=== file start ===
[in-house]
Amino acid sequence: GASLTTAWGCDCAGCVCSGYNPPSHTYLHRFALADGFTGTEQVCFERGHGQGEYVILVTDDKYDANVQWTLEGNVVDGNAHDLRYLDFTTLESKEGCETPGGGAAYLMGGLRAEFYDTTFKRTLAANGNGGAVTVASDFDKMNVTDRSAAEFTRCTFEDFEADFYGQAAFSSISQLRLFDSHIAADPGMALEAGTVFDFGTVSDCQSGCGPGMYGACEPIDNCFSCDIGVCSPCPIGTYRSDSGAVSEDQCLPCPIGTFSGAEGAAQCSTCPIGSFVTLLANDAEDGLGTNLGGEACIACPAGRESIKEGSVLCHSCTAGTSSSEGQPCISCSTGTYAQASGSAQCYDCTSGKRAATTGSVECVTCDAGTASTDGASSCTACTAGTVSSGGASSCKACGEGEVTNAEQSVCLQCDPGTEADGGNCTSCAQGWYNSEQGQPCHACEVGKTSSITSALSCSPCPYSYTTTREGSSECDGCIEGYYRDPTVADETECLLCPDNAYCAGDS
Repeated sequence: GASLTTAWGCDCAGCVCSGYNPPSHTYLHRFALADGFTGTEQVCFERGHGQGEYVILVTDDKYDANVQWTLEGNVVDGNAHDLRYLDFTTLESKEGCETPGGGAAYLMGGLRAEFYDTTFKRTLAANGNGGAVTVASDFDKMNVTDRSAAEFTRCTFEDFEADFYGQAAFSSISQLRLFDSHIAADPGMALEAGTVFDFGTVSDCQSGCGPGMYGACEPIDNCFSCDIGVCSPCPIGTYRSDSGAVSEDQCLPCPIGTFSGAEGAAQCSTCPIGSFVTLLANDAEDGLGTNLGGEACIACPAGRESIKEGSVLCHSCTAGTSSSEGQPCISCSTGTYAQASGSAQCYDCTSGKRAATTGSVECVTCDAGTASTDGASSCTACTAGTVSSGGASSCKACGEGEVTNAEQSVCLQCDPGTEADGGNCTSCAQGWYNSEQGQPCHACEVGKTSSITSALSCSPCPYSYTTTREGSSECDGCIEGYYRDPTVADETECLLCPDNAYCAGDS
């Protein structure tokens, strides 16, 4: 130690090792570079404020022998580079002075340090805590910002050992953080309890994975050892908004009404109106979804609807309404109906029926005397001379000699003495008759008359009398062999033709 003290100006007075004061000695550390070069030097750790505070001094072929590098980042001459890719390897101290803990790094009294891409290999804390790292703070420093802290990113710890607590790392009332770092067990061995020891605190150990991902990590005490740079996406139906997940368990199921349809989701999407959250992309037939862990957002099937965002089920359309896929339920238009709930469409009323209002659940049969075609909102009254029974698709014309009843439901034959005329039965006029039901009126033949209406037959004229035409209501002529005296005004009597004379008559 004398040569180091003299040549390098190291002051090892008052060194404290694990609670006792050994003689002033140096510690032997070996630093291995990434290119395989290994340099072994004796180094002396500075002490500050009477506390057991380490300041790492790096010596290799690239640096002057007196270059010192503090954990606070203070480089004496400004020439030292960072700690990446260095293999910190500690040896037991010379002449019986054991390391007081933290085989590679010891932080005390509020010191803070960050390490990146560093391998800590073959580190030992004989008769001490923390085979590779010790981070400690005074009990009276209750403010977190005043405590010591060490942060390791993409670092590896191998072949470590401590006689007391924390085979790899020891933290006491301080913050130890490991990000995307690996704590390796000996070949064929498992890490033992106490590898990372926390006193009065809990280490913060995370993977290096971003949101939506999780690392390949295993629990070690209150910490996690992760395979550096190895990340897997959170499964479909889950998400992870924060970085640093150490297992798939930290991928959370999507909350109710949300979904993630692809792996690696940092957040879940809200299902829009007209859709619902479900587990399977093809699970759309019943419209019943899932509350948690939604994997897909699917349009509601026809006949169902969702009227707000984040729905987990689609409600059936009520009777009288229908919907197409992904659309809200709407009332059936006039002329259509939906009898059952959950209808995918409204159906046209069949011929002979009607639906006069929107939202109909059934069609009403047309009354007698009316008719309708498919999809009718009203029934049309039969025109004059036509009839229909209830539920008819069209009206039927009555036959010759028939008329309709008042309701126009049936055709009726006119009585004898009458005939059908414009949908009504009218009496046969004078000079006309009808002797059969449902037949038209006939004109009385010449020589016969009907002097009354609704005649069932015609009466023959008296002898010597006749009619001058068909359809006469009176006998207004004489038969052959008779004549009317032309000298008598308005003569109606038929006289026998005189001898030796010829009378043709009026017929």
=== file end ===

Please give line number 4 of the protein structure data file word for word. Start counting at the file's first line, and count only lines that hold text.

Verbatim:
């Protein structure tokens, strides 16, 4: 130690090792570079404020022998580079002075340090805590910002050992953080309890994975050892908004009404109106979804609807309404109906029926005397001379000699003495008759008359009398062999033709 003290100006007075004061000695550390070069030097750790505070001094072929590098980042001459890719390897101290803990790094009294891409290999804390790292703070420093802290990113710890607590790392009332770092067990061995020891605190150990991902990590005490740079996406139906997940368990199921349809989701999407959250992309037939862990957002099937965002089920359309896929339920238009709930469409009323209002659940049969075609909102009254029974698709014309009843439901034959005329039965006029039901009126033949209406037959004229035409209501002529005296005004009597004379008559 004398040569180091003299040549390098190291002051090892008052060194404290694990609670006792050994003689002033140096510690032997070996630093291995990434290119395989290994340099072994004796180094002396500075002490500050009477506390057991380490300041790492790096010596290799690239640096002057007196270059010192503090954990606070203070480089004496400004020439030292960072700690990446260095293999910190500690040896037991010379002449019986054991390391007081933290085989590679010891932080005390509020010191803070960050390490990146560093391998800590073959580190030992004989008769001490923390085979590779010790981070400690005074009990009276209750403010977190005043405590010591060490942060390791993409670092590896191998072949470590401590006689007391924390085979790899020891933290006491301080913050130890490991990000995307690996704590390796000996070949064929498992890490033992106490590898990372926390006193009065809990280490913060995370993977290096971003949101939506999780690392390949295993629990070690209150910490996690992760395979550096190895990340897997959170499964479909889950998400992870924060970085640093150490297992798939930290991928959370999507909350109710949300979904993630692809792996690696940092957040879940809200299902829009007209859709619902479900587990399977093809699970759309019943419209019943899932509350948690939604994997897909699917349009509601026809006949169902969702009227707000984040729905987990689609409600059936009520009777009288229908919907197409992904659309809200709407009332059936006039002329259509939906009898059952959950209808995918409204159906046209069949011929002979009607639906006069929107939202109909059934069609009403047309009354007698009316008719309708498919999809009718009203029934049309039969025109004059036509009839229909209830539920008819069209009206039927009555036959010759028939008329309709008042309701126009049936055709009726006119009585004898009458005939059908414009949908009504009218009496046969004078000079006309009808002797059969449902037949038209006939004109009385010449020589016969009907002097009354609704005649069932015609009466023959008296002898010597006749009619001058068909359809006469009176006998207004004489038969052959008779004549009317032309000298008598308005003569109606038929006289026998005189001898030796010829009378043709009026017929």